Last Updated on 7 April 2011

Sand for Your Inbox
February 2007

Ever sat next to a potential client or employer on an airplane flight and wished you had a quick pitch prepared?

Ever been at a loss for the right words while riding the company elevator? A senior exec approaches you with something along the lines of…

“You work on the 8th floor in marketing, right? How’s the Houston Project coming along?”

If it hasn’t happened yet – it will. You need to seize the moment prepared with your “Elevator Pitch” – your short, to-the-point, and engaging blurb.

Okay, so you get the idea, but aren’t sure how to write your own? The folks at the Idea Sandbox Institute have compiled key ideas for you…

Elevator Pitch Basics

CONTENT – What you should include

  • Basics – Introduce yourself. Be sure to say your name clearly.
  • Be Interesting – What’s unique about you? What value are you adding? How are you part of the solution? What’s in it for them?

    “I work in the marketing department.”

    “I’m leading the marketing team that developed the winter campaign customers are raving about.”

    “I own a flower shop downtown.”

    “I’m a specialty florist who deals in rare, South American tropical flowers that bloom in the winter.”

  • Convey Key Point(s) – Be sure they ‘get’ your message. You only have time for one, maybe two, key points. Make sure you convey what they are. When you’ve finished the other person should walk away knowing this about you.

STYLE – How to do it

  • Keep It Short – Be able to state your pitch in 30-seconds. The pitch won’t do you any good if it gets cut short. It’s nicknamed ‘elevator pitch’ because you should be able to state in within the length of an elevator ride. (Around 100 to 150 words).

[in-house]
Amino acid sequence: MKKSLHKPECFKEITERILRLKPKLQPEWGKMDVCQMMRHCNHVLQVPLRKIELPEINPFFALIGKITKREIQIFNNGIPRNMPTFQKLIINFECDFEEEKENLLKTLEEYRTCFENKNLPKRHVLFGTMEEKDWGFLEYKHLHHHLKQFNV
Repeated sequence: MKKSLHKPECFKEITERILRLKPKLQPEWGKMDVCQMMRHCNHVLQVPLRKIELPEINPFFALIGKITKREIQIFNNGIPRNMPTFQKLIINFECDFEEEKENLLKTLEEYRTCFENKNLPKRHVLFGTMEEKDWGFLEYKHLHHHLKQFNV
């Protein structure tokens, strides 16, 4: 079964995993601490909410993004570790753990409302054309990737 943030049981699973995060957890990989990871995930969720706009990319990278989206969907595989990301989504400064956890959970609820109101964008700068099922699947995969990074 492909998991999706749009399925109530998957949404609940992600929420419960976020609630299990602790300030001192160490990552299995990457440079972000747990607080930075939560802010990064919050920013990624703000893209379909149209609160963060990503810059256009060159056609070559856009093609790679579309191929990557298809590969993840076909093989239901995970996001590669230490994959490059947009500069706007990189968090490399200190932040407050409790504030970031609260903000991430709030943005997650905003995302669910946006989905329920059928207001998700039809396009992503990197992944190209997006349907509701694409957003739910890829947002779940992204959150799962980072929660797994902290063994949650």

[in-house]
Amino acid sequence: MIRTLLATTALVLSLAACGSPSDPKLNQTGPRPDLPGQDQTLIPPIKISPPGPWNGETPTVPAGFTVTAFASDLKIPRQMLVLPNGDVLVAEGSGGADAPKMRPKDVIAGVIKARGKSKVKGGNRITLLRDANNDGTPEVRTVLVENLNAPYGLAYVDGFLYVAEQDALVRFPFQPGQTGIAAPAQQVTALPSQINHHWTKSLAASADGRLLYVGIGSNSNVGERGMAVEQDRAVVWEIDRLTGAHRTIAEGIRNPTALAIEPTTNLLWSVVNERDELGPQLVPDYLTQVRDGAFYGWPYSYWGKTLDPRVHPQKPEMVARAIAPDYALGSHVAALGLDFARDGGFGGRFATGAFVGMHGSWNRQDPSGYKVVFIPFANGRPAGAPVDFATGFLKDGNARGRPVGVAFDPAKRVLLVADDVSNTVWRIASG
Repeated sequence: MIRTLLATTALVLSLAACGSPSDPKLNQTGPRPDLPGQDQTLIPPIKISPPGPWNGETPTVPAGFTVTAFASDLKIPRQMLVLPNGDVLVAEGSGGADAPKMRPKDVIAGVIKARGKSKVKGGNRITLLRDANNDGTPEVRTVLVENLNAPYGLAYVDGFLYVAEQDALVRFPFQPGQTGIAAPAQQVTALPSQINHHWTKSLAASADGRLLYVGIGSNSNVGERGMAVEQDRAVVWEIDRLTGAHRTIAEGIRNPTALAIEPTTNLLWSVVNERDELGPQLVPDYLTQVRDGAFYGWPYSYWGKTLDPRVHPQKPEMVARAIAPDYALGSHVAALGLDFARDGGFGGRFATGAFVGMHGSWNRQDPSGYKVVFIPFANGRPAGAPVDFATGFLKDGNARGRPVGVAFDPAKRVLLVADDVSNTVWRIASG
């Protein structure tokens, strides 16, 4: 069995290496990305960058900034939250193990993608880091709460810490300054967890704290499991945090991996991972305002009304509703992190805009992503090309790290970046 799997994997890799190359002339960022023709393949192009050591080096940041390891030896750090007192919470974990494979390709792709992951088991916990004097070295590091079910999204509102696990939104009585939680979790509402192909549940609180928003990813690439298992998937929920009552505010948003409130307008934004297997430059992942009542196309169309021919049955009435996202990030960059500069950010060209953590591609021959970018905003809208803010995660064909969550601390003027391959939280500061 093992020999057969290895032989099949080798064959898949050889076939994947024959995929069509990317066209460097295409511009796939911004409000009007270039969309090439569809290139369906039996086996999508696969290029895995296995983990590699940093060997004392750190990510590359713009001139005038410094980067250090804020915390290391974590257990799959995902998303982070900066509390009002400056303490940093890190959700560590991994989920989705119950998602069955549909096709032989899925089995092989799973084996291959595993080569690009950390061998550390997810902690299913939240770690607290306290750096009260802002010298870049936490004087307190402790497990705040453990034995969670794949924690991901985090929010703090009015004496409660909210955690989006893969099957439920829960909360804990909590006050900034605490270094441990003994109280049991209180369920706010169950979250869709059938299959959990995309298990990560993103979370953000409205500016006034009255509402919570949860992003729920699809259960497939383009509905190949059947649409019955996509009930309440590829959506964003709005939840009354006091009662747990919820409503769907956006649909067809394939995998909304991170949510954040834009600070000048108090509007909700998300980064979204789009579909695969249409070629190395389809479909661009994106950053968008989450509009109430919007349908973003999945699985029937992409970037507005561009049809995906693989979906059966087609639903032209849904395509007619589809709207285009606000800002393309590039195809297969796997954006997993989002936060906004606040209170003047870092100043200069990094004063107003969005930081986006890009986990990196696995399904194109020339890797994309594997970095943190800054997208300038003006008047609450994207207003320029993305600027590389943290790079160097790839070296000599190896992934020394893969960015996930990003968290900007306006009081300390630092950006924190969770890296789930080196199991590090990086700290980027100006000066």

• Practice, but be Natural – Be rehearsed but don’t sound like it. Learn and rehearse you pitch. Get comfortable with the words. But don’t let it sound rehearsed.
  • Be Genuine and Excited – Express enthusiasm but be yourself. If you aren’t excited, why should I be? If you are not genuine, you will sound like a phony.
  • Provide Your Card – Don’t “pitch and ditch.” If you want them to remember and/or contact you provide the information. Always carry business cards.
  • Multiple Pitches – Create different pitches for different occasions. You probably have more than one audience – therefore more than one pitch. The pitch for the company president will differ from what you say when networking or to a potential employer.

As Seen On TV

Sometimes inspiration comes from unlikely places. Many TV sitcoms provide excellent elevator pitches…

A few weeks ago I was watching the opening set-up of the show “My Name is Earl.” The first 30-seconds of each episode quickly explains the show’s on-going plot.

To summarize… Earl used to bad things until realizing karma was punishing him. To make things right, he’s made a list of – and intends to reverse – all his wrong-doings. Each episode Earl rights one of his wrongs.

Hmmm… Sounds interesting.

Many TV shows, especially from the 70s and 80s, use 30-second plot set-ups. To get you engaged and to want more these blurbs are…

  • brief,
  • provide relevant information, and
  • pique your interest.

That’s exactly what YOUR elevator pitch needs to do.

In 30-seconds or less… bring me, or your boss, or potential customers up to speed on what YOUR plot is, pique my interest, and leave me wanting more…

Want More?

See many examples from TV and read “Elevator Pitch: YOUR TV Show Opening Narration,” which inspired this Inbox Sand. For your inspiration, the link includes a whole series of TV blurbs (to read) and the video (to view). Enjoy!

I hope you enjoy and find these tips useful. Please let me know if you have any questions or comments

Take care,

Paul's First Name


Paul Williams
CEO (chief elevator operator)
Idea Sandbox

Idea Sandbox • Seattle | Amsterdam